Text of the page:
FLASHBACK TABLE → Purpose Use the FLASHBACK TABLE statement to restore an earlier state of a table in the event of … parameters. You cannot roll back a FLASHBACK TABLE statement. However, you can issue another FLASHBACK TABLE … the current SCN before issuing a FLASHBACK TABLE clause. See Also: FLASHBACK DATABASE for information
FLASHBACK DATABASE → Purpose Use the FLASHBACK DATABASE statement to return the database to a past time or system change … . Following a FLASHBACK DATABASE operation, in order to have write access to the flashed back … Backup and Recovery User's Guide for more information on FLASHBACK DATABASE Prerequisites You must … database must have been put in
ALTER FLASHBACK ARCHIVE → Purpose Use the ALTER FLASHBACK ARCHIVE statement for these operations: Designate a flashback data … archive as the default flashback data archive for the system Add a tablespace for use by the … flashback data archive Change the quota of a tablespace used by the flashback data archive Remove a
CREATE FLASHBACK ARCHIVE → Purpose Use the CREATE FLASHBACK ARCHIVE statement to create a flashback data archive, which … objects. A flashback data archive consists of multiple tablespaces and stores historic data from all … transactions against tracked tables. The data is stored in internal history tables. Flashback data … . Historical
DROP FLASHBACK ARCHIVE → Purpose Use the DROP FLASHBACK ARCHIVE clause to remove a flashback data archive from the system … . This statement removes the flashback data archive and all the historical data in it, but does not … drop the tablespaces that were used by the flashback data archive. Prerequisites You must have the … FLASHBACK
Flashback Database → is accessible through the RMAN command and SQL statement FLASHBACK DATABASE. You can use either … command to quickly recover the database from logical data corruptions or user errors. Flashback … database to its state at a time in the recent past. Flashback Database is much faster than point-in-time … changes from the archived
Flashback Database → Oracle Database includes the following logical flashback features: Oracle Flashback Query You can … Database Advanced Application Developer's Guide explains how to use this feature. Oracle Flashback … Database Advanced Application Developer's Guide explains how to use this feature. Oracle Flashback … this feature.
Monitoring Flashback Database → When you use Flashback Database to rewind a database to a past target time, Flashback Database … determines which blocks changed after the target time and restores them from the flashback logs. This is … called the restore phase. After this phase completes, Flashback Database then uses redo logs to … reapply changes
Disabling Flashback Database Logging → On a database instances that is either in mount or open state, issue the following command: ALTER DATABASE FLASHBACK OFF;
Prerequisites of Flashback Table → To use the Flashback Table feature on one or more tables, use the FLASHBACK TABLE SQL statement … with a target time or SCN. You must have the following privileges to use the Flashback Table feature … : You must have been granted the FLASHBACK ANY TABLE system privilege or you must have the FLASHBACK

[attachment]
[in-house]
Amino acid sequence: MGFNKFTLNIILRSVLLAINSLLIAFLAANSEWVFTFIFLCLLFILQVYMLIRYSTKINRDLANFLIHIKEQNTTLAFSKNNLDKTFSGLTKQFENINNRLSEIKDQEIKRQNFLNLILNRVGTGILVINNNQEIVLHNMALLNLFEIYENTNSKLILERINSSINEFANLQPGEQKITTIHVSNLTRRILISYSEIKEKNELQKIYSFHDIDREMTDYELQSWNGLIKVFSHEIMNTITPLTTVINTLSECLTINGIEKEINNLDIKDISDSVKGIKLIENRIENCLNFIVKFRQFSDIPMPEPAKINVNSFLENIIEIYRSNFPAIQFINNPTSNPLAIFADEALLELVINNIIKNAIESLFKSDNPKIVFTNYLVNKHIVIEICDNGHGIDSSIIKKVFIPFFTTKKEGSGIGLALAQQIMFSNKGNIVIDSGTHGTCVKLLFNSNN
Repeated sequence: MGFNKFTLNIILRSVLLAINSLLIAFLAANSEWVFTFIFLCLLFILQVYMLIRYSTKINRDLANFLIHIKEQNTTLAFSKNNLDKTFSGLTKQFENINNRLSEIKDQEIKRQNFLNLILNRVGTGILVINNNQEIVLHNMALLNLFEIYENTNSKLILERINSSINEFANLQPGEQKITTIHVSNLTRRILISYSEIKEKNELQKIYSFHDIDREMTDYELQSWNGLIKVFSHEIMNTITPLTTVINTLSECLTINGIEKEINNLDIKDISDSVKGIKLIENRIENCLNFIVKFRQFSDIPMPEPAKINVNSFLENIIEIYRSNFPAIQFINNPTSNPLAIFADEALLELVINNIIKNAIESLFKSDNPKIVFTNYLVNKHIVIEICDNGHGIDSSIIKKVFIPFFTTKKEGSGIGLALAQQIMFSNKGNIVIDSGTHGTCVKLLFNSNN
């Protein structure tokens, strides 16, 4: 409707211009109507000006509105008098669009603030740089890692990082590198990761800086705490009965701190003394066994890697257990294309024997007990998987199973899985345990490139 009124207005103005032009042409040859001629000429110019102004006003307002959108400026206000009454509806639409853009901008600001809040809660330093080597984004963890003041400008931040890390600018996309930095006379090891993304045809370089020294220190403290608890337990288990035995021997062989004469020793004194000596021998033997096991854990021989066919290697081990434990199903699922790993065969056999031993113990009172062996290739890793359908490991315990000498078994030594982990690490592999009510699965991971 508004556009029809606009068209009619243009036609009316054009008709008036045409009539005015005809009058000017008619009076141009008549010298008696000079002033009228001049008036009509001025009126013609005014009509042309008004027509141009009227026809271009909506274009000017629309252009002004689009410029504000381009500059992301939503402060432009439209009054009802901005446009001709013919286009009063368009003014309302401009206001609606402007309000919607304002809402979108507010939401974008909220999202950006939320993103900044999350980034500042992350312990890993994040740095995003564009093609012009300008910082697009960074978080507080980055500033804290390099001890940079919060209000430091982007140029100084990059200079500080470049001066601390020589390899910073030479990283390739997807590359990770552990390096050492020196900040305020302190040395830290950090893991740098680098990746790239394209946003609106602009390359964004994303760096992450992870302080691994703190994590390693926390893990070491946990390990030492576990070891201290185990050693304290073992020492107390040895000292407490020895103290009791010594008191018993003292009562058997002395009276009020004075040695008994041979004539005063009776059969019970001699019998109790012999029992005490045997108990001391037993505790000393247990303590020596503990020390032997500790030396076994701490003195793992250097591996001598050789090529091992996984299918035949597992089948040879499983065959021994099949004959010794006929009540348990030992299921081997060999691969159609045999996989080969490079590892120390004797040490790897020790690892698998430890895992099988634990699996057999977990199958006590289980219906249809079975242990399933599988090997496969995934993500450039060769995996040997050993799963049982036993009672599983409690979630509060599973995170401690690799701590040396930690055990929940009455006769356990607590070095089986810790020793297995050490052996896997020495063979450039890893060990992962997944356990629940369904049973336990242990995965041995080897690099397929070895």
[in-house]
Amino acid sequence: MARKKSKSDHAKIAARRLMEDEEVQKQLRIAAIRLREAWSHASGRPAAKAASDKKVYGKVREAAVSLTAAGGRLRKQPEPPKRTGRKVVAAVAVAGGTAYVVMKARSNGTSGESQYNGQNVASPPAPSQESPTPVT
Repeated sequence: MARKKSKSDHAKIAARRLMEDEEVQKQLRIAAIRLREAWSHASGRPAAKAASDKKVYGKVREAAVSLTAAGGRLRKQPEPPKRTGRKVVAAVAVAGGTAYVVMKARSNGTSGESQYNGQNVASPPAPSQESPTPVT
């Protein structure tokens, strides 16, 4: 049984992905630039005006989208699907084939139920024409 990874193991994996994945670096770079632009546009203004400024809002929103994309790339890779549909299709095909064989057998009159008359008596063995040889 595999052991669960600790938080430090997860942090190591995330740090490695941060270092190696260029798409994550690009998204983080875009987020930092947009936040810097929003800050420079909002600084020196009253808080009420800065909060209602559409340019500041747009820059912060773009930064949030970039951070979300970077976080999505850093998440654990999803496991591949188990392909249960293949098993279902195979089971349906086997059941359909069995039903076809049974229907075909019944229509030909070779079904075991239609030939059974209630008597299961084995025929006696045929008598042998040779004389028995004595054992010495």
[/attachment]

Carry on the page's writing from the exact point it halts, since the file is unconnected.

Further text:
Oracle Flashback Technology → As explained in Oracle Database Concepts, Oracle Flashback Technology complements your physical … . Specifically, you can use the various features of Oracle Flashback to view past states of data and … , flashback features are more efficient and less disruptive than media recovery in most situations in which they apply.
Logical Flashback Features → Most of the flashback features of Oracle operate at the logical level, enabling you to view and … manipulate database objects. The logical-level flashback features of Oracle do not depend on RMAN and … are available whether or not RMAN is part of your backup strategy. Except for Oracle Flashback Drop … , the logical flashback
Flashback Database Window → The range of SCNs for which there is currently enough flashback log data to support the FLASHBACK … DATABASE command is called the flashback database window. The flashback database window cannot extend … further back than the earliest SCN in the available flashback logs. Note: Some database operations
Limitations of Flashback Database → Because Flashback Database works by undoing changes to the data files that exist at the moment when … you run the command, it has the following limitations: Flashback Database can only undo changes to … accidental deletion of data files. You cannot use Flashback Database to undo a shrink data file … then later restore and recover
Using Flashback Database → This section describes the basic commands for Flashback Database. It also lists guidelines to ensure optimal performance of Flashback Database.
About Flashback Drop → Flashback Drop reverses the effects of a DROP TABLE operation. Flashback Drop is faster than other … . You can query objects in the recycle bin, just as you can query other objects. A flashback … perform Flashback Drop, the objects are generally all retrieved together. When you restore a table from
Prerequisites of Flashback Drop → The following list summarizes the user privileges required for the operations related to Flashback … , placing it in the recycle bin. FLASHBACK TABLE... TO BEFORE DROP Privileges for this statement are … tied to the privileges for DROP. That is, any user who can drop an object can perform Flashback Drop to … FLASHBACK